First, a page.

The rainbow flag – the international symbol of the lesbian, gay, bisexual and transgender community – will fly over the Old Schools, at the heart of the University of Cambridge, for the first time on Monday to mark LGBT+ History Month.

We are committed to helping create a society where everyone, regardless of sexual orientation or gender identity, is able to reach their full potential

Stephen J Toope, Vice-Chancellor

Apart from the University flag, no other flag is normally flown over the building, although the flags of the Sovereign or other Heads of State have been raised when they have visited the Old Schools or the Senate-House.

“LGBT+ History Month provides an opportunity not only to remember the struggles faced by LGBT+ communities around the world, both in the past and the present, but also to celebrate the contribution they have made to society,” said Vice-Chancellor Professor Stephen J Toope.

“Our university comprises a diverse range of nationalities, religions and opinions. Many of our members come from countries in which to be openly LGBT+ would result in discrimination, violence, imprisonment or even execution.

“I hope that flying the rainbow flag over the Old Schools will send out a message that we are committed to helping create a society where everyone, regardless of sexual orientation or gender identity, is able to reach their full potential.”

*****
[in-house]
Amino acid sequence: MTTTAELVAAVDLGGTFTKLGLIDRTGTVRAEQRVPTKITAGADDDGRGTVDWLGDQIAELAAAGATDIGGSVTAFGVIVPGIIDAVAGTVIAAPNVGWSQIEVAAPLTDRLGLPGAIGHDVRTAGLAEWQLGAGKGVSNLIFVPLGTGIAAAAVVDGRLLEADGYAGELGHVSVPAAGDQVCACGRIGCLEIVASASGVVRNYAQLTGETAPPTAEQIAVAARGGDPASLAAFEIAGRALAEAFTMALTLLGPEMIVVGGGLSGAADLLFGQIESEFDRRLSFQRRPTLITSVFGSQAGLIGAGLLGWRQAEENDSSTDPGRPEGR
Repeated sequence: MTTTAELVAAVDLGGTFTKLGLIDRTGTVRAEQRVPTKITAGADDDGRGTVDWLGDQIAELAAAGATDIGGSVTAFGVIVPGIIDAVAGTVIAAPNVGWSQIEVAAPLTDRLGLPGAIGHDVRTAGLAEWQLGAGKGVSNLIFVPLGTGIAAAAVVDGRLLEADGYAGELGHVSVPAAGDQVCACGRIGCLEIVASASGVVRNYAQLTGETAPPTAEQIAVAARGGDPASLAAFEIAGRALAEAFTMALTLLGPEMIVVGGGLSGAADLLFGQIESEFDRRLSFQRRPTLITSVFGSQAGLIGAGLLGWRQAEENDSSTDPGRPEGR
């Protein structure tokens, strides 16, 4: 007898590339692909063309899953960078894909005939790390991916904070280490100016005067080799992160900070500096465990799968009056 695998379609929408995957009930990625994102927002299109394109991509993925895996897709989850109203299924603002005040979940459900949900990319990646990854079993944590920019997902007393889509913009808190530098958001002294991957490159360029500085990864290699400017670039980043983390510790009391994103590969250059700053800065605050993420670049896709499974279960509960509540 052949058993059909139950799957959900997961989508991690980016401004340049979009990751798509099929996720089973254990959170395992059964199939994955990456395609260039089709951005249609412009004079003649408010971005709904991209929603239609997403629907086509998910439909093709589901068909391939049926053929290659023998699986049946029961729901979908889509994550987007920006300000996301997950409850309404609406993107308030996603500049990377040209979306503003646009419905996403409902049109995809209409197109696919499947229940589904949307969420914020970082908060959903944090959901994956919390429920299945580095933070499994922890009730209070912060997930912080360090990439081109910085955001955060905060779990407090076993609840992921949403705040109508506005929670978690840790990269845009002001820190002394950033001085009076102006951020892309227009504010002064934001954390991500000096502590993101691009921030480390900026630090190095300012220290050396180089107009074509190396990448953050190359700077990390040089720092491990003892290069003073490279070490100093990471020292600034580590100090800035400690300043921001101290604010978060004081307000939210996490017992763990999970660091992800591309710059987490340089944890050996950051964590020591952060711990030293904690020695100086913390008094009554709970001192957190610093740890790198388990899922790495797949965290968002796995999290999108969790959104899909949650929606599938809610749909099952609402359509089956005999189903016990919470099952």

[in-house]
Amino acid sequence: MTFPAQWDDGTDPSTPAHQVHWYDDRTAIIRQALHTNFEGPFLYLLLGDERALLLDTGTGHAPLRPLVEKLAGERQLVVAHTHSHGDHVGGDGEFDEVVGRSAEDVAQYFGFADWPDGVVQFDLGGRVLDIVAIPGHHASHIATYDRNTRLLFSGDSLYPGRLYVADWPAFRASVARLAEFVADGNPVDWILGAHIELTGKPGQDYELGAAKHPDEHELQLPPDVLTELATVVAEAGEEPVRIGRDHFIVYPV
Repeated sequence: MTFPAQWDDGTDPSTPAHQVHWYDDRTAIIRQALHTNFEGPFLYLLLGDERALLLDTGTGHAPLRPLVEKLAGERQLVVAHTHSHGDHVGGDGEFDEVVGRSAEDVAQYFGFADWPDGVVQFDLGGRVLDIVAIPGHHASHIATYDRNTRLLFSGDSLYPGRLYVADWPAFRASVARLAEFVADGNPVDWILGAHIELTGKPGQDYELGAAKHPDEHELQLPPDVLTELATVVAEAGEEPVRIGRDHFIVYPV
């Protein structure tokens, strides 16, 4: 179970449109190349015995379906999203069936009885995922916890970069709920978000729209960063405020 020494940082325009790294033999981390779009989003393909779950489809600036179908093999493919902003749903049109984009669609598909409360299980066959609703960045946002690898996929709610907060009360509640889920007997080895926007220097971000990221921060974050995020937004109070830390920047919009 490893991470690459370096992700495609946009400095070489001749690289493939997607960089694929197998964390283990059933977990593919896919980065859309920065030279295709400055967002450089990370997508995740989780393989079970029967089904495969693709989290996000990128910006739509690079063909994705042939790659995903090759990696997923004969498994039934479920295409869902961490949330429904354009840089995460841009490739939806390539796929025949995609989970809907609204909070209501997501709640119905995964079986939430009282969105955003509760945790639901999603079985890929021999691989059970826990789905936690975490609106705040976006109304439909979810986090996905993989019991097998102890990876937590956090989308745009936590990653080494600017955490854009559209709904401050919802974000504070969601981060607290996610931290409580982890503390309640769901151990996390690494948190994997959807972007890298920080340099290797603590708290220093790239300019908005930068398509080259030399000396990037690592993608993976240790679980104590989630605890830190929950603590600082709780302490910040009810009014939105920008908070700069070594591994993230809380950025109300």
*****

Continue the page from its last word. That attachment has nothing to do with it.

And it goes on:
Professor Toope is a strong advocate for civil and human rights and has been publicly supportive of the LGBT+ community, speaking on the main stage at last year’s inaugural Cambridge Pride.

In recent years, an overwhelming majority of colleges, as well as University departments and institutions, including the University Library, have shown their support for LGBT+ History Month – and for their LGBT+ members, their friends and families – by flying the rainbow flag as well as hosting a wide range of events. At Trinity College this year, Professor Dame Sally Davies, the College’s first female Master, will raise the rainbow flag to herald the start of the month.

Dr Miriam Lynn, Equality and Diversity Consultant, added: “It’s wonderful to see so much support for LGBT+ History Month across the University and its Colleges. This year’s nationwide theme is Poetry, Prose and Plays. Cambridge LGBT+ alumni have made a huge contribution in these fields, from playwrights such as Christopher Marlowe and writers including EM Forster and Ali Smith through to acting giants such as Sir Ian McKellen and Miriam Margolyes.”


This year’s LGBT+ History Month events include:

LGBT History Month Lecture: 'Sex, Laws and Violations' – Gay rights from the 1960s to the present day 

5.30-6.30pm, 26 February

Faculty of Law, University Of Cambridge

Martin Bowley, QC, was called to the Bar in 1962 and served as a Recorder from 1979 to 1988, when he had to stand down after being outed by the Sun newspaper. Since then he's been a passionate advocate for gay rights and supported the campaign group Stonewall from its earliest days. In the late 1990s, he served on a government committee which led to the reform of the UK's sexual offences legislation. Martin will be in conversation with Paul Seagrove, Communications Manager and former BBC broadcast journalist.

Book here

LGBT+ Staff Network History Month social

6pm, 5 February

Saloon Bar, The Maypole, Portugal Place, Cambridge

Join us for a special History Month staff social - your chance to meet colleagues from across the University, Cambridge Assessment, Cambridge University Press and beyond over a relaxing drink.

Diversity cinema